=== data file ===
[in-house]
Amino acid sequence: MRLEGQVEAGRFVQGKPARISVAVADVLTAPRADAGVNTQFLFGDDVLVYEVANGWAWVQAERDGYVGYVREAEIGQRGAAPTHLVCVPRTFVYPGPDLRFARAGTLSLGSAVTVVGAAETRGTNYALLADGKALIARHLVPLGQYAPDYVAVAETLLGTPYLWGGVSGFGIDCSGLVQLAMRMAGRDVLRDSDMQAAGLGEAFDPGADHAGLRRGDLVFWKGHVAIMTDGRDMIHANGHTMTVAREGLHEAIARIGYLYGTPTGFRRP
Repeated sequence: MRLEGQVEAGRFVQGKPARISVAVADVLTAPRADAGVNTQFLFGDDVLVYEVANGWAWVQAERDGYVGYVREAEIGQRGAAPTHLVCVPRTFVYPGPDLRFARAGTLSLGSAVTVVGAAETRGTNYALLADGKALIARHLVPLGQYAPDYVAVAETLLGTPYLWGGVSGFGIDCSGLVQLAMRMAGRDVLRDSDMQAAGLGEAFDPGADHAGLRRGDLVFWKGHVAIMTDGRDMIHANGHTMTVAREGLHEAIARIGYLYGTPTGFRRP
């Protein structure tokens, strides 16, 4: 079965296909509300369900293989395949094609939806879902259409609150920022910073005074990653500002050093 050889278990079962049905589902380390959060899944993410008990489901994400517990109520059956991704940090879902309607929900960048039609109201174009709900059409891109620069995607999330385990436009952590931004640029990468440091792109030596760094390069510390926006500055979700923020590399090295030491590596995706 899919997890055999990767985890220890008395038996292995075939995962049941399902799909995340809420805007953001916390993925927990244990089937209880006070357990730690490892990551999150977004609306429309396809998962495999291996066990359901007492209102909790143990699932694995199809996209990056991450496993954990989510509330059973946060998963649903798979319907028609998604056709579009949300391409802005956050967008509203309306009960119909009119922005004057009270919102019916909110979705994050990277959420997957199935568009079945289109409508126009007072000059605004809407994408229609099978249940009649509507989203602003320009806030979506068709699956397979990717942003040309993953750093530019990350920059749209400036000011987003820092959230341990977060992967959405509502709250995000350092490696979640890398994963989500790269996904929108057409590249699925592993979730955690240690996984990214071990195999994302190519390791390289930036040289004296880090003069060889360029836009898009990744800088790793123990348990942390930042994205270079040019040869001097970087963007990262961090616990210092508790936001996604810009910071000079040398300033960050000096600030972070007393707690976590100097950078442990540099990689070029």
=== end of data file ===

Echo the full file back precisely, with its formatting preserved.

[in-house]
Amino acid sequence: MRLEGQVEAGRFVQGKPARISVAVADVLTAPRADAGVNTQFLFGDDVLVYEVANGWAWVQAERDGYVGYVREAEIGQRGAAPTHLVCVPRTFVYPGPDLRFARAGTLSLGSAVTVVGAAETRGTNYALLADGKALIARHLVPLGQYAPDYVAVAETLLGTPYLWGGVSGFGIDCSGLVQLAMRMAGRDVLRDSDMQAAGLGEAFDPGADHAGLRRGDLVFWKGHVAIMTDGRDMIHANGHTMTVAREGLHEAIARIGYLYGTPTGFRRP
Repeated sequence: MRLEGQVEAGRFVQGKPARISVAVADVLTAPRADAGVNTQFLFGDDVLVYEVANGWAWVQAERDGYVGYVREAEIGQRGAAPTHLVCVPRTFVYPGPDLRFARAGTLSLGSAVTVVGAAETRGTNYALLADGKALIARHLVPLGQYAPDYVAVAETLLGTPYLWGGVSGFGIDCSGLVQLAMRMAGRDVLRDSDMQAAGLGEAFDPGADHAGLRRGDLVFWKGHVAIMTDGRDMIHANGHTMTVAREGLHEAIARIGYLYGTPTGFRRP
């Protein structure tokens, strides 16, 4: 079965296909509300369900293989395949094609939806879902259409609150920022910073005074990653500002050093 050889278990079962049905589902380390959060899944993410008990489901994400517990109520059956991704940090879902309607929900960048039609109201174009709900059409891109620069995607999330385990436009952590931004640029990468440091792109030596760094390069510390926006500055979700923020590399090295030491590596995706 899919997890055999990767985890220890008395038996292995075939995962049941399902799909995340809420805007953001916390993925927990244990089937209880006070357990730690490892990551999150977004609306429309396809998962495999291996066990359901007492209102909790143990699932694995199809996209990056991450496993954990989510509330059973946060998963649903798979319907028609998604056709579009949300391409802005956050967008509203309306009960119909009119922005004057009270919102019916909110979705994050990277959420997957199935568009079945289109409508126009007072000059605004809407994408229609099978249940009649509507989203602003320009806030979506068709699956397979990717942003040309993953750093530019990350920059749209400036000011987003820092959230341990977060992967959405509502709250995000350092490696979640890398994963989500790269996904929108057409590249699925592993979730955690240690996984990214071990195999994302190519390791390289930036040289004296880090003069060889360029836009898009990744800088790793123990348990942390930042994205270079040019040869001097970087963007990262961090616990210092508790936001996604810009910071000079040398300033960050000096600030972070007393707690976590100097950078442990540099990689070029």